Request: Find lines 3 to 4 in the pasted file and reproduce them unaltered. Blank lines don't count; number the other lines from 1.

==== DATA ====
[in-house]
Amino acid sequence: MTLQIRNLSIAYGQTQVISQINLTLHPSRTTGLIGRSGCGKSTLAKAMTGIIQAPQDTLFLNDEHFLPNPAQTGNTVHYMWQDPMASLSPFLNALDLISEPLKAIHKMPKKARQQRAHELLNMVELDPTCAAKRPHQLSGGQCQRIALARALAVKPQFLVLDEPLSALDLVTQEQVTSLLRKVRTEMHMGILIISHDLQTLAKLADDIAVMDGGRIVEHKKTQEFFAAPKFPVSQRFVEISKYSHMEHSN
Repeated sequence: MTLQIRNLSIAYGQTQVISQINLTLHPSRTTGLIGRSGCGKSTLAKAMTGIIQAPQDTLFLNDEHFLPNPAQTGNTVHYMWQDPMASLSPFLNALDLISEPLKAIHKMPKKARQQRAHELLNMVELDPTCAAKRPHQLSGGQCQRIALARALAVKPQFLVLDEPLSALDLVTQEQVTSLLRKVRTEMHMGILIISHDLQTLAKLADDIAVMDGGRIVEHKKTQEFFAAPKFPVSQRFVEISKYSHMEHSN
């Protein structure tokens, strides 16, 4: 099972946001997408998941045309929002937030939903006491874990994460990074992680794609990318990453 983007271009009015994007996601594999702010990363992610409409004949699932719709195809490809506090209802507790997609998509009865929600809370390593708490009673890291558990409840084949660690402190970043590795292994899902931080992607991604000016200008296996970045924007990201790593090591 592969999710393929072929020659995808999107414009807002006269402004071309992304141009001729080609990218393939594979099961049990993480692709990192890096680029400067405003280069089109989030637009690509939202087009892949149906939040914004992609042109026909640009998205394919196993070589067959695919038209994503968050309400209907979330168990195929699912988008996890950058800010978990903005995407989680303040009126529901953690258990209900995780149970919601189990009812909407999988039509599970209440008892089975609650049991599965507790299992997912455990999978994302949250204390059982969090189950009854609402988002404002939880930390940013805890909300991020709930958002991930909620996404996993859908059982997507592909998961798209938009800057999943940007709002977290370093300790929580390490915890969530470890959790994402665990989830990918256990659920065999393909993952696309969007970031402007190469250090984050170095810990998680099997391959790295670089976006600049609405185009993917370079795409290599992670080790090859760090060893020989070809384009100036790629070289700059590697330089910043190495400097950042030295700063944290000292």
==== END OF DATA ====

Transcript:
Repeated sequence: MTLQIRNLSIAYGQTQVISQINLTLHPSRTTGLIGRSGCGKSTLAKAMTGIIQAPQDTLFLNDEHFLPNPAQTGNTVHYMWQDPMASLSPFLNALDLISEPLKAIHKMPKKARQQRAHELLNMVELDPTCAAKRPHQLSGGQCQRIALARALAVKPQFLVLDEPLSALDLVTQEQVTSLLRKVRTEMHMGILIISHDLQTLAKLADDIAVMDGGRIVEHKKTQEFFAAPKFPVSQRFVEISKYSHMEHSN
């Protein structure tokens, strides 16, 4: 099972946001997408998941045309929002937030939903006491874990994460990074992680794609990318990453 983007271009009015994007996601594999702010990363992610409409004949699932719709195809490809506090209802507790997609998509009865929600809370390593708490009673890291558990409840084949660690402190970043590795292994899902931080992607991604000016200008296996970045924007990201790593090591 592969999710393929072929020659995808999107414009807002006269402004071309992304141009001729080609990218393939594979099961049990993480692709990192890096680029400067405003280069089109989030637009690509939202087009892949149906939040914004992609042109026909640009998205394919196993070589067959695919038209994503968050309400209907979330168990195929699912988008996890950058800010978990903005995407989680303040009126529901953690258990209900995780149970919601189990009812909407999988039509599970209440008892089975609650049991599965507790299992997912455990999978994302949250204390059982969090189950009854609402988002404002939880930390940013805890909300991020709930958002991930909620996404996993859908059982997507592909998961798209938009800057999943940007709002977290370093300790929580390490915890969530470890959790994402665990989830990918256990659920065999393909993952696309969007970031402007190469250090984050170095810990998680099997391959790295670089976006600049609405185009993917370079795409290599992670080790090859760090060893020989070809384009100036790629070289700059590697330089910043190495400097950042030295700063944290000292």